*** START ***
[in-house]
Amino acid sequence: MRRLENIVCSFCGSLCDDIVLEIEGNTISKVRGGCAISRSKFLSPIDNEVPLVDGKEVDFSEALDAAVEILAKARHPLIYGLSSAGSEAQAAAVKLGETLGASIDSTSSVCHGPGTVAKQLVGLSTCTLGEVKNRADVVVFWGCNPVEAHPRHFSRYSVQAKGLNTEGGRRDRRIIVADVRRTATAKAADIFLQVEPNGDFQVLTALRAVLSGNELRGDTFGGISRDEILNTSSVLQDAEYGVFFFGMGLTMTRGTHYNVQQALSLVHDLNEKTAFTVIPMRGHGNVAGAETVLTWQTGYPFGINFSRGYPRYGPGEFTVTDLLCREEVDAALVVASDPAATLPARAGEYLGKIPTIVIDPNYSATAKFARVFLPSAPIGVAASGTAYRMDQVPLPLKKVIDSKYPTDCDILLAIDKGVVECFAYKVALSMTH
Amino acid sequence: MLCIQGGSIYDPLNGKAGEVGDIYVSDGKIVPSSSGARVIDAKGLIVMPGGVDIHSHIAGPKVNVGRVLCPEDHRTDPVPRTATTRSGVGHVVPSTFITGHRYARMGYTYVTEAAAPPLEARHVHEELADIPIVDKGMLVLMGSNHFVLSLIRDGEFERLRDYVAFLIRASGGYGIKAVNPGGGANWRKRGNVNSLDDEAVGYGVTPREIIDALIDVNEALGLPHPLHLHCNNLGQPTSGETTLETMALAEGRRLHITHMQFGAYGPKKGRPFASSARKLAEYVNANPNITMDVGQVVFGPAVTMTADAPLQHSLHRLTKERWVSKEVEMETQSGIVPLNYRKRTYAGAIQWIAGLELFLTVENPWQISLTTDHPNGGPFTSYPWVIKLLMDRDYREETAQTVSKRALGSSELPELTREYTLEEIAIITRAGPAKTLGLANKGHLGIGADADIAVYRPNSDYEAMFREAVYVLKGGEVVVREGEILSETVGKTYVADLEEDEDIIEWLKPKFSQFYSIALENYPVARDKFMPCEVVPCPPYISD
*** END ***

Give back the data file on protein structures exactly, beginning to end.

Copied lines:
[in-house]
Amino acid sequence: MRRLENIVCSFCGSLCDDIVLEIEGNTISKVRGGCAISRSKFLSPIDNEVPLVDGKEVDFSEALDAAVEILAKARHPLIYGLSSAGSEAQAAAVKLGETLGASIDSTSSVCHGPGTVAKQLVGLSTCTLGEVKNRADVVVFWGCNPVEAHPRHFSRYSVQAKGLNTEGGRRDRRIIVADVRRTATAKAADIFLQVEPNGDFQVLTALRAVLSGNELRGDTFGGISRDEILNTSSVLQDAEYGVFFFGMGLTMTRGTHYNVQQALSLVHDLNEKTAFTVIPMRGHGNVAGAETVLTWQTGYPFGINFSRGYPRYGPGEFTVTDLLCREEVDAALVVASDPAATLPARAGEYLGKIPTIVIDPNYSATAKFARVFLPSAPIGVAASGTAYRMDQVPLPLKKVIDSKYPTDCDILLAIDKGVVECFAYKVALSMTH
Amino acid sequence: MLCIQGGSIYDPLNGKAGEVGDIYVSDGKIVPSSSGARVIDAKGLIVMPGGVDIHSHIAGPKVNVGRVLCPEDHRTDPVPRTATTRSGVGHVVPSTFITGHRYARMGYTYVTEAAAPPLEARHVHEELADIPIVDKGMLVLMGSNHFVLSLIRDGEFERLRDYVAFLIRASGGYGIKAVNPGGGANWRKRGNVNSLDDEAVGYGVTPREIIDALIDVNEALGLPHPLHLHCNNLGQPTSGETTLETMALAEGRRLHITHMQFGAYGPKKGRPFASSARKLAEYVNANPNITMDVGQVVFGPAVTMTADAPLQHSLHRLTKERWVSKEVEMETQSGIVPLNYRKRTYAGAIQWIAGLELFLTVENPWQISLTTDHPNGGPFTSYPWVIKLLMDRDYREETAQTVSKRALGSSELPELTREYTLEEIAIITRAGPAKTLGLANKGHLGIGADADIAVYRPNSDYEAMFREAVYVLKGGEVVVREGEILSETVGKTYVADLEEDEDIIEWLKPKFSQFYSIALENYPVARDKFMPCEVVPCPPYISD